Brilliant, Crazy, Cocky: Sarah Lacy's New Book Is All That. But…

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TechCrunch Editor Sarah Lacy’s new book Brilliant Crazy, Cocky: How The Top 1% of Entrepreneurs Profit From Global Chaos has been out for a couple of weeks now. I had an early copy and read it, but held off on a review until an independent ones came in.

In the meantime, I read it again. Because I realized that Sarah kind of has it all wrong. Or at least didn’t draw the final conclusion that I did based on all her work.

Not to knock the book. It’s an excellent piece of journalism, taken from nearly a year of traveling around the world to meet with entrepreneurs in Asia, Africa, Israel and South America. To try to understand how entrepreneurs are reshaping their worlds in those places, and how America is sometimes being left behind.

There are some truly amazing stories. A Brazilian named Marco Gomes who grew up in the slums of Rio before eventually starting his own company, getting featured on TechCrunch, raising venture capital and running forward from there. A slew of fearless Chinese entrepreneurs who are creating some of the most trafficked websites on the Internet. And, even, an entrepreneur in Rwanda who made his first entrepreneurial strides by producing…toilet paper.

Lacy is right that entrepreneurship is spreading around the world in ways that it never did before. And she’s right that Americans need to, and in many cases are, taking note and making investments in these non-U.S. entrepreneurs.

And she’s right that we are not holding on to enough immigrants, which are a crucial part of many of Silicon Valley’s most successful startups. “One quarter of successful Silicon Valley companies were started by immigrants,” Lacy says, mentioning Intel, PayPal, Google and Yahoo.

But Sarah seems to be arguing that there’s something to fear in the spread of entrepreneurism, that the more of it that happens outside of Silicon Valley, the more we should be worried.

I don’t think that’s the case. I agree, strongly, that we should do more to spur entrepreneurism here. Mostly by leaving Silicon Valley alone.

But here’s what I think people, particularly governments, should really be taking from the book: Shame on you. Shame on you that in Rwanda Jean de Dieu Kagabo chose to make toilet paper instead of starting the next multi-billion dollar tech company. Or that a brilliant kid in Brazil needs to worry about getting shot by drug dealers. Or that Indian entrepreneurs need to worry about electricity and water. Or that Chinese entrepreneurs live in nearly perfect economic freedom but ignore the elephant in the room – an oppressive government that occasionally shuts down businesses on a political whim.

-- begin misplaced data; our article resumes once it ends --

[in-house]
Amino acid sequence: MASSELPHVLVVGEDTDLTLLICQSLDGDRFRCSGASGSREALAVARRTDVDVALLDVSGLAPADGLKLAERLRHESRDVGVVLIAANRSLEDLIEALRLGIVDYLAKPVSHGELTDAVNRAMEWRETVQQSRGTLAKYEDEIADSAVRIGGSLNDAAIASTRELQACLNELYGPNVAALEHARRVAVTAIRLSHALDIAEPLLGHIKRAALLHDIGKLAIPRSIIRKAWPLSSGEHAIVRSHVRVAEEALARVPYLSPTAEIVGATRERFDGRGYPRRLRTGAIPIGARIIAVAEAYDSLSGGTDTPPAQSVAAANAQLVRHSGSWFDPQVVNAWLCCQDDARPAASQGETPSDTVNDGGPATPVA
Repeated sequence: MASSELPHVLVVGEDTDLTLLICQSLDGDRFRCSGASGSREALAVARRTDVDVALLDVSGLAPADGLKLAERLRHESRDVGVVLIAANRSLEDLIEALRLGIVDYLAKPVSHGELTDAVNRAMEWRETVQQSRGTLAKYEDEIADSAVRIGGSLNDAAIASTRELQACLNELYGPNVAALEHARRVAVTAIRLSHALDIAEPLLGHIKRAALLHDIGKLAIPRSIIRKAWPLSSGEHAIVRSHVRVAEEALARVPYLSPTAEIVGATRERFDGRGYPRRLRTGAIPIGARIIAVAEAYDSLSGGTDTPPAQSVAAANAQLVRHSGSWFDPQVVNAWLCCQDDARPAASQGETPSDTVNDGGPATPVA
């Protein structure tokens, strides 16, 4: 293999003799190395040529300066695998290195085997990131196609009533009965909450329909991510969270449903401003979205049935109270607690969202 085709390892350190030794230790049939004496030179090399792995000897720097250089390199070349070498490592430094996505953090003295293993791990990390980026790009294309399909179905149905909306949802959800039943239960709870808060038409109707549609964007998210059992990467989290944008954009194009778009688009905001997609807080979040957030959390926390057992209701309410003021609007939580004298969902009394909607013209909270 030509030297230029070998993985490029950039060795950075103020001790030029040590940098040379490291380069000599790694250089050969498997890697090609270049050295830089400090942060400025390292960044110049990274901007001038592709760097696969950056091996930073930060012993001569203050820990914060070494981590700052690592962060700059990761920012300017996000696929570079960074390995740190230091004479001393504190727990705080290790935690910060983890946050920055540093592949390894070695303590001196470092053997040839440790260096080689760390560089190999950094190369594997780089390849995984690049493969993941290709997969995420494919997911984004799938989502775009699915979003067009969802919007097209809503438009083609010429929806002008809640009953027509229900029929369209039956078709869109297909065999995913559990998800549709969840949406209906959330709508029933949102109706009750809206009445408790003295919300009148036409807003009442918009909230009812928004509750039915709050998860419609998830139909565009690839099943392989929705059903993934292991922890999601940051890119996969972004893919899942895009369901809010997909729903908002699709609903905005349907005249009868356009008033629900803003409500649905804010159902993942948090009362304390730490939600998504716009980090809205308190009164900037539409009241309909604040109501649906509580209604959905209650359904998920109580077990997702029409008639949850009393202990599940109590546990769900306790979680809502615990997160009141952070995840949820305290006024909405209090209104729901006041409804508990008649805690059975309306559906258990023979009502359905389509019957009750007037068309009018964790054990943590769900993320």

Yes, people like Jean de Dieu Kagabo and Marco Gomes and all the rest will always find a way to make their lives better through entrepreneurship. War, poverty, hunger and oppression won’t keep them down.

But it sure does stifle them. Far better for the world to make life more bearable for people, and see where entrepreneurs lead them. Then, maybe, Silicon Valley can start to get its butt kicked. Which maybe will get our politicians to ease up on milking that cow. Which will spur more international competition. And human progress will move forward at an accelerated pace.

Sarah’s book opened my eyes. But not to the risk that Silicon Valley can be toppled. Rather, she opened my eyes to the untenable constraints that people around the world have to work with. And damnit, that needs to change.

Silicon Valley isn’t a place. It’s an idea. And whether you’re making toilet paper in Rwanda or building gaming companies in Asia, you’re part of it.

So buy this book. And read it. You may not agree with me, but you’ll better understand the world, and our community. And maybe help future entrepreneurs channel their energy into even more amazing things.

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